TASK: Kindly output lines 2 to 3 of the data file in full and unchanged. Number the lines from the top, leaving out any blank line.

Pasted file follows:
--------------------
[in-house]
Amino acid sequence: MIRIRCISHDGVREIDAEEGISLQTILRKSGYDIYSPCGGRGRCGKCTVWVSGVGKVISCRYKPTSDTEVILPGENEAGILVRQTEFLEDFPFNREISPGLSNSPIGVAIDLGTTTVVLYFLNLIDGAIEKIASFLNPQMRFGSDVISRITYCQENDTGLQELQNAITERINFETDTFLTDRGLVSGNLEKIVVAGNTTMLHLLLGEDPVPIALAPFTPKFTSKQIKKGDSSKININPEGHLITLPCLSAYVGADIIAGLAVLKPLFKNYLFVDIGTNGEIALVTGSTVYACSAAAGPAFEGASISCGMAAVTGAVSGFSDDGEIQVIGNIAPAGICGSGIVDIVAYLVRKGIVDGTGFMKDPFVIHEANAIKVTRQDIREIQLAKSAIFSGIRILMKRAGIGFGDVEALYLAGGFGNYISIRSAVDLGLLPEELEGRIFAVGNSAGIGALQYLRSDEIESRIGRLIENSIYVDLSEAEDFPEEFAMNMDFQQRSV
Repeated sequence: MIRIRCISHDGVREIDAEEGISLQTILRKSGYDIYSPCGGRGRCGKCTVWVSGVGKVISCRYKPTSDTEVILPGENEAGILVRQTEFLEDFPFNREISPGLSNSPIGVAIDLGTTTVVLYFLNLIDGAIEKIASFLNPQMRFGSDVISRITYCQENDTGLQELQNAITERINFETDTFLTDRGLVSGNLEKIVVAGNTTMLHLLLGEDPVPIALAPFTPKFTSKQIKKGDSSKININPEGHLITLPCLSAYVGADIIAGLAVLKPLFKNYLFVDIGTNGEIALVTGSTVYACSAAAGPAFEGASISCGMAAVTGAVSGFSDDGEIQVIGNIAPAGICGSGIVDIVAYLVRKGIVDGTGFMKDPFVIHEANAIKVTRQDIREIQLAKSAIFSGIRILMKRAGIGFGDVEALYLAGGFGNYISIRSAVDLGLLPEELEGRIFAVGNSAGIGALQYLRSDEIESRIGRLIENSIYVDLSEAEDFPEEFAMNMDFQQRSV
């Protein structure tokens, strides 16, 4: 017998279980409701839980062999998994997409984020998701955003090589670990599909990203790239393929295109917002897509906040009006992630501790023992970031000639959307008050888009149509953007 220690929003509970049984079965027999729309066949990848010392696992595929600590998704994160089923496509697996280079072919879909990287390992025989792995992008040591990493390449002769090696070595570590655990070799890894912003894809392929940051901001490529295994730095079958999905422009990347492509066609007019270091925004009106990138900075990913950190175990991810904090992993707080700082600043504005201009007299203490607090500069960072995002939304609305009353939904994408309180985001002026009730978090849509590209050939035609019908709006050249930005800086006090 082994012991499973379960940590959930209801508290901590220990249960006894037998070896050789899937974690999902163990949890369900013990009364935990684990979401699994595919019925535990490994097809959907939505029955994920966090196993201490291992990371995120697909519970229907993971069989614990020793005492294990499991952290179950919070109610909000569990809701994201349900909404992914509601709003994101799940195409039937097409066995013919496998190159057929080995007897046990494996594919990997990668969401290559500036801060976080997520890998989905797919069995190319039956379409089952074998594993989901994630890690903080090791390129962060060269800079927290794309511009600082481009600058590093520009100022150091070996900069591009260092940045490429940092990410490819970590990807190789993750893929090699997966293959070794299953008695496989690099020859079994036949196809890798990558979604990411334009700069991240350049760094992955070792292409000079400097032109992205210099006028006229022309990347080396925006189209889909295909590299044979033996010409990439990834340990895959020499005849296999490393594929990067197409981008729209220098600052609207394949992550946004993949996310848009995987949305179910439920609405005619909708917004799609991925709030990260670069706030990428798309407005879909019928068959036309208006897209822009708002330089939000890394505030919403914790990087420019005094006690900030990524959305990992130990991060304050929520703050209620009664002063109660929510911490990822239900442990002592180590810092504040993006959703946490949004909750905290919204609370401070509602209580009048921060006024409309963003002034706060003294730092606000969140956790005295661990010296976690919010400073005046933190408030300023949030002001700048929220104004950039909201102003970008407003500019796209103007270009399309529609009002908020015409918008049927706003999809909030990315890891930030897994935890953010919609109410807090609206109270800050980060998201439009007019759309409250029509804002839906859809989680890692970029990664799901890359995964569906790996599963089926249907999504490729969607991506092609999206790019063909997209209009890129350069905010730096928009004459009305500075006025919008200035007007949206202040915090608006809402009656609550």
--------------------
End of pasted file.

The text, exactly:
Amino acid sequence: MIRIRCISHDGVREIDAEEGISLQTILRKSGYDIYSPCGGRGRCGKCTVWVSGVGKVISCRYKPTSDTEVILPGENEAGILVRQTEFLEDFPFNREISPGLSNSPIGVAIDLGTTTVVLYFLNLIDGAIEKIASFLNPQMRFGSDVISRITYCQENDTGLQELQNAITERINFETDTFLTDRGLVSGNLEKIVVAGNTTMLHLLLGEDPVPIALAPFTPKFTSKQIKKGDSSKININPEGHLITLPCLSAYVGADIIAGLAVLKPLFKNYLFVDIGTNGEIALVTGSTVYACSAAAGPAFEGASISCGMAAVTGAVSGFSDDGEIQVIGNIAPAGICGSGIVDIVAYLVRKGIVDGTGFMKDPFVIHEANAIKVTRQDIREIQLAKSAIFSGIRILMKRAGIGFGDVEALYLAGGFGNYISIRSAVDLGLLPEELEGRIFAVGNSAGIGALQYLRSDEIESRIGRLIENSIYVDLSEAEDFPEEFAMNMDFQQRSV
Repeated sequence: MIRIRCISHDGVREIDAEEGISLQTILRKSGYDIYSPCGGRGRCGKCTVWVSGVGKVISCRYKPTSDTEVILPGENEAGILVRQTEFLEDFPFNREISPGLSNSPIGVAIDLGTTTVVLYFLNLIDGAIEKIASFLNPQMRFGSDVISRITYCQENDTGLQELQNAITERINFETDTFLTDRGLVSGNLEKIVVAGNTTMLHLLLGEDPVPIALAPFTPKFTSKQIKKGDSSKININPEGHLITLPCLSAYVGADIIAGLAVLKPLFKNYLFVDIGTNGEIALVTGSTVYACSAAAGPAFEGASISCGMAAVTGAVSGFSDDGEIQVIGNIAPAGICGSGIVDIVAYLVRKGIVDGTGFMKDPFVIHEANAIKVTRQDIREIQLAKSAIFSGIRILMKRAGIGFGDVEALYLAGGFGNYISIRSAVDLGLLPEELEGRIFAVGNSAGIGALQYLRSDEIESRIGRLIENSIYVDLSEAEDFPEEFAMNMDFQQRSV